(P21) Corruption in colonial and postcolonial histories of empire and nations in Southeast Asia in the 20 th and 21 st centuries


Single Panel


Session 6
Thu 11:00-12:30 K10 | 3.39



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Contemporary corruption in Southeast Asia is regularly linked to the history of colonial state formation. How these two relate has not systematically been researched. This session takes as a starting point a Dutch-Indonesian project on the role of corruption in Dutch and Indonesian histories of state-formation and economic development, and has invited discussants who are experts of other Southeast Asian regions to reflect on the first findings, and this theme in a broader sense. Doing so, the aim of this session is twofold: to discuss some early results from the Dutch-Indonesian research project and to evaluate the role of corruption discourses in critically understanding Southeast-Asian colonial and postcolonial state-building and economic processes from a comparative perspective. The session explores the contexts of corruption as a normative framework to create, maintain and challenge exclusive power structures in colonial and post independent processes of state formation. It does so at intersecting moments of entanglement: around 1900 (late colonial state, norm-setting debates among the colonizers); around WWII (independence, debates on good governance of the anti-colonial nationalists against colonialism); during the Cold War (the authoritarian state, and the conditional norms of development aid); post-1990 (transnational corruption; global corruption indices). Questions that will be addressed include:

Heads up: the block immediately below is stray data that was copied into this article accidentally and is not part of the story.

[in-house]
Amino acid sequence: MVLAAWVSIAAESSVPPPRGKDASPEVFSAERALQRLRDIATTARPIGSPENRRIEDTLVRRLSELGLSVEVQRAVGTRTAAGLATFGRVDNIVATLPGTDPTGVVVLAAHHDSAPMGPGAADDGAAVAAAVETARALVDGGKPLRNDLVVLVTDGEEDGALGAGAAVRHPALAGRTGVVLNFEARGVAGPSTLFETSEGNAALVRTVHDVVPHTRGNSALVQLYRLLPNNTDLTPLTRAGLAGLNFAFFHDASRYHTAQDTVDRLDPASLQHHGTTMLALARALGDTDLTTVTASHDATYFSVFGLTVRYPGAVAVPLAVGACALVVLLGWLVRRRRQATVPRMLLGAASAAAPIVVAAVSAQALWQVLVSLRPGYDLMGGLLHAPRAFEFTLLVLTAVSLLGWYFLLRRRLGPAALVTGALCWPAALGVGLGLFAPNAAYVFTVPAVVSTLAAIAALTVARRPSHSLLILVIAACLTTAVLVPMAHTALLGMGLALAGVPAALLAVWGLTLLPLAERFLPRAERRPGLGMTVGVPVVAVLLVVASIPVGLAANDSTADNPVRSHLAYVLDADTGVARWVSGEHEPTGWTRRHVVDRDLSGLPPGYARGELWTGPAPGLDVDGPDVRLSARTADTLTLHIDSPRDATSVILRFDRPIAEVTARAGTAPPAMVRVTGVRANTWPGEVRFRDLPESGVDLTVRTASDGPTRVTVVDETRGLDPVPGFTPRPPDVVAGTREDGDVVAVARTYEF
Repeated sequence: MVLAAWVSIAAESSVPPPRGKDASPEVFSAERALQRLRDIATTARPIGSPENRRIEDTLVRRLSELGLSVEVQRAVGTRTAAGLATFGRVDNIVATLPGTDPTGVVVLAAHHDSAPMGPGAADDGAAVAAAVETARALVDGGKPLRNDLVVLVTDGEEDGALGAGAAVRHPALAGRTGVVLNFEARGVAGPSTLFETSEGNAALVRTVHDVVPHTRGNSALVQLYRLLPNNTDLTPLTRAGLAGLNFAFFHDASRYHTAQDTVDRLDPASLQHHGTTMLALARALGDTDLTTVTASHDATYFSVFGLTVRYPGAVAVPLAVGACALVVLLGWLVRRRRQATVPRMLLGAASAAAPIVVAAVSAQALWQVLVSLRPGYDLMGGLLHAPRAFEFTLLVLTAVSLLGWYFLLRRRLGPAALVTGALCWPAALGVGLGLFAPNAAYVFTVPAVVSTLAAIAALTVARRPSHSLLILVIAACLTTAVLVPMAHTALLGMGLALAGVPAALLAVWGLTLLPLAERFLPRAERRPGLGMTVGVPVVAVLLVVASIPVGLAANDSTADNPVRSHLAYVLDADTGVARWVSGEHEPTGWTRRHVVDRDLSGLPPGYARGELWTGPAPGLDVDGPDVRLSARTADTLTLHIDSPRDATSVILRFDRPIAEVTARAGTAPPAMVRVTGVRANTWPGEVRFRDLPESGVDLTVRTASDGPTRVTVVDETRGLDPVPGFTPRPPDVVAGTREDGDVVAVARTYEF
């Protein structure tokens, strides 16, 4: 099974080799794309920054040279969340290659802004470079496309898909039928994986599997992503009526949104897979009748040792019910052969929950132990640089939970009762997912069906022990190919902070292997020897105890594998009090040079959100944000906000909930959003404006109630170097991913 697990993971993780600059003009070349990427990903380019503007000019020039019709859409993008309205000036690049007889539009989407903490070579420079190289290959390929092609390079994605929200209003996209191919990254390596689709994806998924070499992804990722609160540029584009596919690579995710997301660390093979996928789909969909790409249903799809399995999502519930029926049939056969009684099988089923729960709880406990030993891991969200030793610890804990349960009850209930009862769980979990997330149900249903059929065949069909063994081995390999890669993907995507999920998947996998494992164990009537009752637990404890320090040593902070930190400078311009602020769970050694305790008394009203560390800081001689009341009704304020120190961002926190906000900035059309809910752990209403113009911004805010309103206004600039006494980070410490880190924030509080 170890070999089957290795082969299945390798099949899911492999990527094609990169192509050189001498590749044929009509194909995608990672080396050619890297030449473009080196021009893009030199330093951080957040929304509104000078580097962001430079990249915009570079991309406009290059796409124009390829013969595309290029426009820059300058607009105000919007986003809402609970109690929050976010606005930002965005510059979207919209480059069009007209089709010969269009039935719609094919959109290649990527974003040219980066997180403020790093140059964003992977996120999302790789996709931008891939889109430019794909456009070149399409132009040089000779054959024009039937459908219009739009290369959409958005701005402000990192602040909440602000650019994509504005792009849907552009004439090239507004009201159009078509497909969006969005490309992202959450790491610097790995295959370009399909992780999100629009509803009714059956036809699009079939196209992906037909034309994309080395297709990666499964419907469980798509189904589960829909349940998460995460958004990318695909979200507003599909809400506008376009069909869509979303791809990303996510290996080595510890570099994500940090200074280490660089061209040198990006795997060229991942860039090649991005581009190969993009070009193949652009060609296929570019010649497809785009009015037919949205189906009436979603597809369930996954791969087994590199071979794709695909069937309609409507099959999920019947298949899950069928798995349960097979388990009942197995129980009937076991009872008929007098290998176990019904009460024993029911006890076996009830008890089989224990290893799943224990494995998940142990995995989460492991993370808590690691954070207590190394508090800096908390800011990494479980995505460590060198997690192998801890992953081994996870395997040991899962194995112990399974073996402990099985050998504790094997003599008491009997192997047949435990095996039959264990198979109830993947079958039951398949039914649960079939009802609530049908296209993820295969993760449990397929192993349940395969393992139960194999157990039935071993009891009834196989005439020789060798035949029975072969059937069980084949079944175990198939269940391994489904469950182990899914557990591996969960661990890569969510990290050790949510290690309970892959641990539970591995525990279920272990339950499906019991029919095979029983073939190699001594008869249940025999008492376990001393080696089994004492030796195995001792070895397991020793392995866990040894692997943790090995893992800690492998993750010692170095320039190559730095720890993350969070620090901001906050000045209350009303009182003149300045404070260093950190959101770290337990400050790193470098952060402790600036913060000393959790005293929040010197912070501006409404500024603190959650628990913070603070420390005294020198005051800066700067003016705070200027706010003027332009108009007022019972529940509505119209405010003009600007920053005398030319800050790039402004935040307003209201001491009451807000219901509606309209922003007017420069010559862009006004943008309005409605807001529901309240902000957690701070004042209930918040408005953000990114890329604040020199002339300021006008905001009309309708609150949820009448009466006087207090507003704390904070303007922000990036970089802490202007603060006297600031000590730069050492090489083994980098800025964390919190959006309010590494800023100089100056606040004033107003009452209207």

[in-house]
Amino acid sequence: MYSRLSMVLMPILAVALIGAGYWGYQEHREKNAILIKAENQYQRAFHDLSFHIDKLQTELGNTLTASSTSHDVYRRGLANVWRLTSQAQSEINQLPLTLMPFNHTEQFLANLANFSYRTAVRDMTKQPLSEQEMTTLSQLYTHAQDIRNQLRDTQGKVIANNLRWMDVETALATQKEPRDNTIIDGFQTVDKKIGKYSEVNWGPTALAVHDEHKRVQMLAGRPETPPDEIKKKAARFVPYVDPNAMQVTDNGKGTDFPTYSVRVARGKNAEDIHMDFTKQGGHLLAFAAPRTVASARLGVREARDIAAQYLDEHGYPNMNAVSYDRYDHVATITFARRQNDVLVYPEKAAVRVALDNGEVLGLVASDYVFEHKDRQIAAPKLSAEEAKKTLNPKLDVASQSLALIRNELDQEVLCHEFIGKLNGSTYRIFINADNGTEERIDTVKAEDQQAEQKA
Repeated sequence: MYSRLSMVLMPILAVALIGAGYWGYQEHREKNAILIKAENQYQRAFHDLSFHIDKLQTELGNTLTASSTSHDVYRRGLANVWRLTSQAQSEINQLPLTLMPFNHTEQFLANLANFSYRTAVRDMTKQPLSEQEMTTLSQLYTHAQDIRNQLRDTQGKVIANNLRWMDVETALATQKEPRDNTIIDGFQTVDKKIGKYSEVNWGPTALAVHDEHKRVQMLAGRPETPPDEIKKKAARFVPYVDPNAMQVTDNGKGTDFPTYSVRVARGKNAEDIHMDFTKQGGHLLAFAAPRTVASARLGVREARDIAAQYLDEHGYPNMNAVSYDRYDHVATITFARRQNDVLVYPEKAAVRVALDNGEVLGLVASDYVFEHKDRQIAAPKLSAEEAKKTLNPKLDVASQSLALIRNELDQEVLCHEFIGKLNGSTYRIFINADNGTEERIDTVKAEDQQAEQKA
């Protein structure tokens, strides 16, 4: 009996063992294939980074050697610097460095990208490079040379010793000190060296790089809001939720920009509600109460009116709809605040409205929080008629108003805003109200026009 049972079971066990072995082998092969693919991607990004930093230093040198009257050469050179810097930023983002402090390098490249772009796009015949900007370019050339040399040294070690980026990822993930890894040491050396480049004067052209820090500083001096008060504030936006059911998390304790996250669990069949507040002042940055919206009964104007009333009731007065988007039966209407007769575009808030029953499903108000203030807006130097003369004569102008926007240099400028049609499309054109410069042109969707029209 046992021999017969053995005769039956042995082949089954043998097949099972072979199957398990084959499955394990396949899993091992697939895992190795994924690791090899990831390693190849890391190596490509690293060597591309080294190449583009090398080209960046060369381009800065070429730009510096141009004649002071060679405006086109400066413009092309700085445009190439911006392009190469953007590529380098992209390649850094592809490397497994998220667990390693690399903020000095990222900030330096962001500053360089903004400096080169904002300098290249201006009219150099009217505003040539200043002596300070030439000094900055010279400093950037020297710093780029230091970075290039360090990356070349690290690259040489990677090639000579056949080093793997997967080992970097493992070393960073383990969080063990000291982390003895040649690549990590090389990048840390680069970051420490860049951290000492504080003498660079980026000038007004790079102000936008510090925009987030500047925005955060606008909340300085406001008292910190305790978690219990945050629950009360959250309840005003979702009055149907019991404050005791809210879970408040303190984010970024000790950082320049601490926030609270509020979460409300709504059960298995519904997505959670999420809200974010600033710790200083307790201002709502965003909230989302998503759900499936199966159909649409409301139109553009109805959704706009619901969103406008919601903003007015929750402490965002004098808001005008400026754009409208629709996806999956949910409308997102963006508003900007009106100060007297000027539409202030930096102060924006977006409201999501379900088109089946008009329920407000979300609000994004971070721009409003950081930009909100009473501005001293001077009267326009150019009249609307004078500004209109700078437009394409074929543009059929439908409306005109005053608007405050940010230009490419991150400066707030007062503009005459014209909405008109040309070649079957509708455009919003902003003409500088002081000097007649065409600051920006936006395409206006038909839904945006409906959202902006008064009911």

• What role did corruption and anticorruption play in the development of a colonial normativity both in the colonies and in Europe in the late 19th and 20th centuries?
  • How were discursive stereotypes and anticorruption policies used to (de)legitimize institutions?
  • What role did (anti-)corruption discourses play in Southeast Asia during the Cold War?
  • What is the connection between colonial political structures and contemporary notions of corruption?
  • What do today’s indices show in terms of governance; what is the weight of the past, and which past?